It’s not just the mask, it’s the humidity created inside the mask that helps protect against severe COVID-19, a recent study by National Institutes of Health (NIH) researchers suggests.
The use of cloth masks has been linked with decreased disease severity, which is surprising considering such masks aren’t good at filtering out the smallest aerosol particles that can reach the lower respiratory tract, the researchers wrote.
They tested 4 types of masks: an N95 respirator, a 3-ply disposable surgical mask, a 2-ply cotton-polyester mask, and a heavy cotton mask. Volunteers breathed into a sealed steel box, and the scientists then measured the humidity level inside it.
With no mask, the water vapor of exhaled breath filled the box, increasing humidity. But when the volunteers wore any of the 4 types of masks, humidity levels in the box declined because the masks trapped most of the water vapor in their exhaled breath. The researchers noted that the volunteers’ faces fit tightly against high-density foam rubber surrounding the opening in the box, eliminating leakage around the masks’ edges.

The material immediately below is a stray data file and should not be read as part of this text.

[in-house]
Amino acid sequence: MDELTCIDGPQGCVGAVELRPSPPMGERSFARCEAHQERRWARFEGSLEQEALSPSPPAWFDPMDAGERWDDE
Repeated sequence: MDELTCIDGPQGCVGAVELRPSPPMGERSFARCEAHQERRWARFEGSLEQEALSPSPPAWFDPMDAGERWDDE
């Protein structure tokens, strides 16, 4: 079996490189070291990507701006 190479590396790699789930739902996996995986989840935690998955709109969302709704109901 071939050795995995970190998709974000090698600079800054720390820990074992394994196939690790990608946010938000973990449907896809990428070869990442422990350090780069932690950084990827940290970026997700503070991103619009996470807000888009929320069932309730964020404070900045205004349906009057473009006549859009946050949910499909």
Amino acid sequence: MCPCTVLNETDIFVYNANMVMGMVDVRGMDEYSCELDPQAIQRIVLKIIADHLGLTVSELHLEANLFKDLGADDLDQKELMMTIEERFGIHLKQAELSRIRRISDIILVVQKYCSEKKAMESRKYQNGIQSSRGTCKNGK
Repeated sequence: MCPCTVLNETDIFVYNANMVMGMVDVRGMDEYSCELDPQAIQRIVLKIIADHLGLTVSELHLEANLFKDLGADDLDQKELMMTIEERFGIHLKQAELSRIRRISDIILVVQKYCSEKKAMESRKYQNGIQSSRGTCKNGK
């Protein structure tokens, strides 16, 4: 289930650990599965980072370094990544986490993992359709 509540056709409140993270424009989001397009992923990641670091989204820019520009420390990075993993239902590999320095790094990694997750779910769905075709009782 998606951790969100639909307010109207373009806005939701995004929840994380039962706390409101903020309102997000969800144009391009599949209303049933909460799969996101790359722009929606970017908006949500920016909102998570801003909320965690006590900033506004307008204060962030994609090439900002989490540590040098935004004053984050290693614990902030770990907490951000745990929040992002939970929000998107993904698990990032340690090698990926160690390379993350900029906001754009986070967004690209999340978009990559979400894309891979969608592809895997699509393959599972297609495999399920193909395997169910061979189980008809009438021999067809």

Increased humidity of inhaled air hydrates the respiratory epithelium, which is known to benefit the immune system. It also promotes the removal of mucus, and potentially harmful particles within it, from the lungs. High humidity can also enhance production of interferons that fight viruses.
“High levels of humidity have been shown to mitigate severity of the flu, and it may be applicable to severity of COVID-19 through a similar mechanism,” coauthor Adriaan Bax, PhD, a biophysicist at the National Institute of Diabetes and Digestive and Kidney Diseases, said in a statement.